Though neither her ASD nor gender dysphoria diagnosis was surprising to us, they both were equally challenging when thinking about Lucy’s future. Will people accept her? Will she have friends? Will she be happy with who she is?
I was able to finally explain to my family and friends exactly what Lucy’s diagnosis is. We were overwhelmed with support. There were no judgments, not even a lot of questions. We were constantly being told, “She’s just…Lucy.” People complied with her request to call her a boy. No one ever corrected her; they just let Lucy be who she is.
And then Target announced their new bathroom policy.
“Transgender people are disgusting.”
“They are just looking for attention.”
“People who are trans are just people who are perverted.”
These are just a handful of remarks that a few Facebook friends made as they shared how repulsed they felt about Target’s new policy.
I took it all too personally because they were talking about my Lucy—my precious and perfect Lucy. And with tears in my eyes, I texted my sister about how painful it was to let my children live in a world with such hate and ignorance.
And yes, I understand that when you post hateful comments such as these, you’re not thinking about my sweet, little 5-year-old daughter who is desperate to be a boy. I understand the fear that you have because, as you know, I have two small children of my own. I validate your fears. We have a world that is full of pedophiles and rapists, but the reality is, a Target bathroom is unlikely the place where these people will find their victims. Beyond this, there is the unjustified implication that transgender individuals are pedophiles.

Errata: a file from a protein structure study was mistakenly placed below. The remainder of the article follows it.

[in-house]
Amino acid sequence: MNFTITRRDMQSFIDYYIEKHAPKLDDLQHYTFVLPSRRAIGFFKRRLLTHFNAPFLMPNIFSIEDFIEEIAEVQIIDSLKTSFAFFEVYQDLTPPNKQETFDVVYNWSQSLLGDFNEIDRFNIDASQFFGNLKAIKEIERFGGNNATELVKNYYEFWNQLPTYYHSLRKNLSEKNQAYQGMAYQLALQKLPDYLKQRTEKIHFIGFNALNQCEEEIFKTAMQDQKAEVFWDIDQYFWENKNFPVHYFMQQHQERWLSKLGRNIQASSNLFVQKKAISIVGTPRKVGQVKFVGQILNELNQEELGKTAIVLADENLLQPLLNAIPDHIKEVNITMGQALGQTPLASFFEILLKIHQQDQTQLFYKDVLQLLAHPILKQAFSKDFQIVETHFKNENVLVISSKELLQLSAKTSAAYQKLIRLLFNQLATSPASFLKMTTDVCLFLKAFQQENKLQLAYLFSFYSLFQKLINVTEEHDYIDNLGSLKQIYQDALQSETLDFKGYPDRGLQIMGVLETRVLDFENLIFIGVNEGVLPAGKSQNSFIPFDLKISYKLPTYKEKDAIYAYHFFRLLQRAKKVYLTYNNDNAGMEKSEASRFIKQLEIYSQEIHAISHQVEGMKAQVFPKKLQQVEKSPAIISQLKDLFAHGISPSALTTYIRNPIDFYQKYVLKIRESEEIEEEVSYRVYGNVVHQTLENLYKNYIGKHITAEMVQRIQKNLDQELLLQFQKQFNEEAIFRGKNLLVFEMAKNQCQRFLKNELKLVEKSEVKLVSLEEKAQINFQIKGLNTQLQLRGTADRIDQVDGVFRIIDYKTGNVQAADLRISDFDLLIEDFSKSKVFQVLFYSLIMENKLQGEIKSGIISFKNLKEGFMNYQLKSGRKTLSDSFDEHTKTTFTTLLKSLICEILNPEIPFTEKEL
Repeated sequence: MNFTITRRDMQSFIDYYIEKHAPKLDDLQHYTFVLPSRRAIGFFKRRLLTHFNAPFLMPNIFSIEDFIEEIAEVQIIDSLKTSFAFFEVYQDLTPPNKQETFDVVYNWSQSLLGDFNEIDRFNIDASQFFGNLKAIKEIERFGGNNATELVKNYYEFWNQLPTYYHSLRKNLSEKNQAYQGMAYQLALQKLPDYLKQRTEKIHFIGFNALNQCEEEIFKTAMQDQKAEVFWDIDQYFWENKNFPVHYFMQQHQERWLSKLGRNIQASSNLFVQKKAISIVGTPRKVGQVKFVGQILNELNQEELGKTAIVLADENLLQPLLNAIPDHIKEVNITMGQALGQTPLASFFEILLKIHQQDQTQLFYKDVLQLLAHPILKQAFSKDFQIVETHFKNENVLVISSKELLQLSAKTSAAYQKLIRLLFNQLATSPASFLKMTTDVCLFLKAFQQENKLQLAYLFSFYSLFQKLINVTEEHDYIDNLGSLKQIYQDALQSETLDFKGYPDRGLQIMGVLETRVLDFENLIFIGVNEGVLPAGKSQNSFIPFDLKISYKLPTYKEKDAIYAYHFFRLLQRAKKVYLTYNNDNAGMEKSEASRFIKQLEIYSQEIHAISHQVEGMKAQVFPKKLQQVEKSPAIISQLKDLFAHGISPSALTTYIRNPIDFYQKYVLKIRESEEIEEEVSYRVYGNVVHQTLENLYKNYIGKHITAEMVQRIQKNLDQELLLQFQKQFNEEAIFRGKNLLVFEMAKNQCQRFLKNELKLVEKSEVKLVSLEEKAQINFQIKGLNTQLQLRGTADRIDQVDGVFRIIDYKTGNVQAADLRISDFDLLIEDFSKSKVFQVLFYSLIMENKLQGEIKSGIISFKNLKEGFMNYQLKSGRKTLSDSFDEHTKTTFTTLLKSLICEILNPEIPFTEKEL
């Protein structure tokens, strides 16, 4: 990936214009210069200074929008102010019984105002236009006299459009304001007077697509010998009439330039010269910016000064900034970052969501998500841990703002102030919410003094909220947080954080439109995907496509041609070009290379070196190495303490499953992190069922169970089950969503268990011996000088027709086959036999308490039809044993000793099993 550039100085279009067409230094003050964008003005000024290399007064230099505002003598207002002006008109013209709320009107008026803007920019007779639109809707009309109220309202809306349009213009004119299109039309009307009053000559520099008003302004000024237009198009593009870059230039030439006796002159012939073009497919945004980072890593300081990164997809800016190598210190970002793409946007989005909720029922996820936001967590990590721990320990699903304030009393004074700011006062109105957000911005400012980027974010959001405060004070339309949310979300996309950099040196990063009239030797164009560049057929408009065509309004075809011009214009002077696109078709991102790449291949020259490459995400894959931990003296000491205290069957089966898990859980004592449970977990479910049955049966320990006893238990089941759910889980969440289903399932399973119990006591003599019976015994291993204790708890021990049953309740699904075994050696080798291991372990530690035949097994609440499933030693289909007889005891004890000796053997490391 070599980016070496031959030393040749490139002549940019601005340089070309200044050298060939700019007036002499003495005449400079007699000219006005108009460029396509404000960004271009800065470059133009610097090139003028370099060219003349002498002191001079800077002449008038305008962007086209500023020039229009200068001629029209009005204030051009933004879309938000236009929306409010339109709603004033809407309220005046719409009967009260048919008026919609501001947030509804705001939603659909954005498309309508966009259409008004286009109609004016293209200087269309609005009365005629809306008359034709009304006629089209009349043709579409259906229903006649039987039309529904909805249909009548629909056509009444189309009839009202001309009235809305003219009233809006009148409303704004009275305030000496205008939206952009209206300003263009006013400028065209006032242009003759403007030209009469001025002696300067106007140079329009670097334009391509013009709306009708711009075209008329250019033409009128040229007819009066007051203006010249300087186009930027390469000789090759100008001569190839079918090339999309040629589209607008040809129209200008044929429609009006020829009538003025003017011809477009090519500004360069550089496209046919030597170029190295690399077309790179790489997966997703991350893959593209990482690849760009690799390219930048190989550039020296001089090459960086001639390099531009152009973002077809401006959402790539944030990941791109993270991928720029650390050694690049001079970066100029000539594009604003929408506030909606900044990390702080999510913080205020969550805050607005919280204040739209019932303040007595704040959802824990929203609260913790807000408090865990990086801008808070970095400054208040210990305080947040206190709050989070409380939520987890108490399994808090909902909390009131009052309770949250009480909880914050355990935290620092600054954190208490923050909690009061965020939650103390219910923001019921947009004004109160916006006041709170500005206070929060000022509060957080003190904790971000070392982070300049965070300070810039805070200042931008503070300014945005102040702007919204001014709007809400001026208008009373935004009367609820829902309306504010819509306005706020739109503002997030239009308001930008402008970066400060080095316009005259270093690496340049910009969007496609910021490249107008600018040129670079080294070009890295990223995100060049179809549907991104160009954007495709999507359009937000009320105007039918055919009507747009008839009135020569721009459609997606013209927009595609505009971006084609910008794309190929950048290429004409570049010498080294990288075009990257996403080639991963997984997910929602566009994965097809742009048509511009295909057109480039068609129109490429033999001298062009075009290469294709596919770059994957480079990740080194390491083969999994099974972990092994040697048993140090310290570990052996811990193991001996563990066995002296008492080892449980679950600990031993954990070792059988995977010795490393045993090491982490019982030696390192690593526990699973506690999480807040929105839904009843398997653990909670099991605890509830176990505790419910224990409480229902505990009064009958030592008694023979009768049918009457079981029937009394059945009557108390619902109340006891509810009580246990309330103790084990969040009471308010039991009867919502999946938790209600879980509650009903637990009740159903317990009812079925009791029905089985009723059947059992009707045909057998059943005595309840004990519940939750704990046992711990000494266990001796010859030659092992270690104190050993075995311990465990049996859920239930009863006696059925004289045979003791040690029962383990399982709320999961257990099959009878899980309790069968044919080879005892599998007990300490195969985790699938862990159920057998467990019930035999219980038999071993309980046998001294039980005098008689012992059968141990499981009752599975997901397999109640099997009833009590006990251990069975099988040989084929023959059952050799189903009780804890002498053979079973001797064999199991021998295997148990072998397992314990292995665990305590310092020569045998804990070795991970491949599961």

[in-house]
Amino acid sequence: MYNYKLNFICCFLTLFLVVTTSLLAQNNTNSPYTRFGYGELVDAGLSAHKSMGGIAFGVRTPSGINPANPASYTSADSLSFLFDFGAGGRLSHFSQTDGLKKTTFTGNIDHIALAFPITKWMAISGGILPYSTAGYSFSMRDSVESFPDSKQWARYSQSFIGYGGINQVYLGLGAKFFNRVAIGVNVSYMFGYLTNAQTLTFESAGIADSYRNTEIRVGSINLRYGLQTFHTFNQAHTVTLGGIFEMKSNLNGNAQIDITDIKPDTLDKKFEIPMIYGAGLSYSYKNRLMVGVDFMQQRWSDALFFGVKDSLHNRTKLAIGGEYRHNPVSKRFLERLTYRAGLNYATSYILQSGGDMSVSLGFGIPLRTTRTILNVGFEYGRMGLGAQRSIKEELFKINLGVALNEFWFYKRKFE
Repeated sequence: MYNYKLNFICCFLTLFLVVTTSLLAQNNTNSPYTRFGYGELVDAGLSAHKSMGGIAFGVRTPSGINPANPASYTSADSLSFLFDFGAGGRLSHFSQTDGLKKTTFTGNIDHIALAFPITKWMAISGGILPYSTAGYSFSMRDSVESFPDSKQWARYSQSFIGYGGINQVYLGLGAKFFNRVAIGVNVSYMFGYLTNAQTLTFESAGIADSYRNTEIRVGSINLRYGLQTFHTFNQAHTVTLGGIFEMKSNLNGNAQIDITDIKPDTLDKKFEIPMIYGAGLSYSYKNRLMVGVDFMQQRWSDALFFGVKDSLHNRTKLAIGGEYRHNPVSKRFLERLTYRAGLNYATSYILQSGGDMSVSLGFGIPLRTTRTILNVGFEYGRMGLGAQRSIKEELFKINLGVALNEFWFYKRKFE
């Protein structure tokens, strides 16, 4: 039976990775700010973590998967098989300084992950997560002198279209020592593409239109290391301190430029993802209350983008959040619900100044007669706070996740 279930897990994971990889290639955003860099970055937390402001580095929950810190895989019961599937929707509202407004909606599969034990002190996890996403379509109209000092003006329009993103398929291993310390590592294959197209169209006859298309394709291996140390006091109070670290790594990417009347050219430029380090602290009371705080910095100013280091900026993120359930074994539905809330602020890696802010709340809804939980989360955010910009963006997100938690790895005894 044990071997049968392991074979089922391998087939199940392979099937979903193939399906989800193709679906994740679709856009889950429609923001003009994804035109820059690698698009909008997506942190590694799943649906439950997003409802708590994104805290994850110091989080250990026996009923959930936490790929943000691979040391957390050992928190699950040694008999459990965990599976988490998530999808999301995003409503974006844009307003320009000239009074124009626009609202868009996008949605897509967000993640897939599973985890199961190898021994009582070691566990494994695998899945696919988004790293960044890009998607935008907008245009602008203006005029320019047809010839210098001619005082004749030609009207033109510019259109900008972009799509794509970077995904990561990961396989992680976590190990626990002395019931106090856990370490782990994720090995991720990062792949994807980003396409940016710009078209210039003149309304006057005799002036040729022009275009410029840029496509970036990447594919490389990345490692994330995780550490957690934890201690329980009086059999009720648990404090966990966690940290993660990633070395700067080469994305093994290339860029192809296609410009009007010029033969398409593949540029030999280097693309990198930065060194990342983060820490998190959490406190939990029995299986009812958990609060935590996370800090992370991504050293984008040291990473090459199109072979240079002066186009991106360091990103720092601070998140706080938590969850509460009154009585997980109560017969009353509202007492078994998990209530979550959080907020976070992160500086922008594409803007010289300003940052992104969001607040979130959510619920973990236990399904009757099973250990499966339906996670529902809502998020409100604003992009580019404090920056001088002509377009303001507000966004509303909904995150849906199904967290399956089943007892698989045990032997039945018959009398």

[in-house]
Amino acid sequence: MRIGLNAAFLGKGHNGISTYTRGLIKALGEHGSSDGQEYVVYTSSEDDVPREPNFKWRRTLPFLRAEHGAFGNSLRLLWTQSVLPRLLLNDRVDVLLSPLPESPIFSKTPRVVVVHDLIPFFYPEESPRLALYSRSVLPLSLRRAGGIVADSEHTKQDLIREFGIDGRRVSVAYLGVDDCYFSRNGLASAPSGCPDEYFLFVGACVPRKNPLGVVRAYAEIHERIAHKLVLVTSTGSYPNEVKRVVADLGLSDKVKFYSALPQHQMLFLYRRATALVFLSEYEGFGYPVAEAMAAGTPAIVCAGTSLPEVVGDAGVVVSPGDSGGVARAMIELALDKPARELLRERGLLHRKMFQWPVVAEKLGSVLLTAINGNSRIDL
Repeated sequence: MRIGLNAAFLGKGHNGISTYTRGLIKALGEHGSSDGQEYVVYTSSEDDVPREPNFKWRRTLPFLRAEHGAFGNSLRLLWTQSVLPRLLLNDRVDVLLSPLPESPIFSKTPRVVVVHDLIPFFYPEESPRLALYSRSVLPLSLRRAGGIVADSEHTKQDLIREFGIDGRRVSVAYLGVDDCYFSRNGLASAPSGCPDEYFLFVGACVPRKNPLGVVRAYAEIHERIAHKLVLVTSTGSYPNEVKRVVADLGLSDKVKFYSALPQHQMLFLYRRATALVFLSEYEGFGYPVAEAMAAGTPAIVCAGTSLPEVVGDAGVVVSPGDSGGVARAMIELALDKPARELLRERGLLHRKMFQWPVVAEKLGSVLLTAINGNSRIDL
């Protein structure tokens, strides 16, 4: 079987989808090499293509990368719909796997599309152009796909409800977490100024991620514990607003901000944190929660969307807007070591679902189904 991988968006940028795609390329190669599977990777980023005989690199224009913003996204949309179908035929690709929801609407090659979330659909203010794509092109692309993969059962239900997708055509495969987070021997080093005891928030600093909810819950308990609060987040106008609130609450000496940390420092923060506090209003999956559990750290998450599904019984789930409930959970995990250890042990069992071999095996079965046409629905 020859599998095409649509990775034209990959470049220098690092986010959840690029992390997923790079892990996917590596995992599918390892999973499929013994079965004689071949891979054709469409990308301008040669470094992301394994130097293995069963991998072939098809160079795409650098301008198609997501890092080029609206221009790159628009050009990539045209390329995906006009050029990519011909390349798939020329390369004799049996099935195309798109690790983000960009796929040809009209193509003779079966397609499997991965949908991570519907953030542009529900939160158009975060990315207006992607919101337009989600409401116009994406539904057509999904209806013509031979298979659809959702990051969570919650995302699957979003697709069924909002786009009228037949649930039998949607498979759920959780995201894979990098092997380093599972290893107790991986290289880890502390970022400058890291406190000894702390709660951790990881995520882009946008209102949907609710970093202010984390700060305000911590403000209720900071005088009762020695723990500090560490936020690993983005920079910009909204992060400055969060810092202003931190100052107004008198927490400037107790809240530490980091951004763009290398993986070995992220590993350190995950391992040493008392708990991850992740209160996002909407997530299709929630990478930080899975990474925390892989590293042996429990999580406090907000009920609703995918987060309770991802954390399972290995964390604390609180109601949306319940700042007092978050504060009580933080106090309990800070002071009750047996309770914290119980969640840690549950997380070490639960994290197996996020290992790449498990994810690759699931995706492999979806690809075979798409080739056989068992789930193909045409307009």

The bathroom is an issue with Lucy. We have, on several occasions, stood outside a men’s public bathroom, while Lucy pleaded with us to go in. On the verge of peeing her pants, I’ve lost my temper at times, telling her that she was not allowed in the men’s bathroom.
“I’ll wait until they all leave and then go in myself. I will go so fast before they come in again.”
I ask you to, please, think about the desperation behind Lucy’s plea. The fact that she understood why I couldn’t let her go into the men’s bathroom, especially alone, means she has the capacity to fully understand that she is physically a girl. She knows going into the men’s bathroom is something people forbid. She knows that she does not, in fact, have a penis. She knows she’s different. But she has not even once let that sway her beliefs. She’s never wavered. She’s never been unsure.
“What’s the hardest thing about having a child on the spectrum?” a friend once asked me.
Without hesitation I responded, “Other people.” The same applies to having a child with gender dysphoria.
To my daughter, I say: I will never teach you to be someone you’re not. I will never make you feel bad for being who you are. As long I have breath in my lungs, I will fight for this world to be a better place for you. We will help people understand and be kind. We will let you be you. We will find joy in your differences. We will celebrate you, Lucy. Every single day.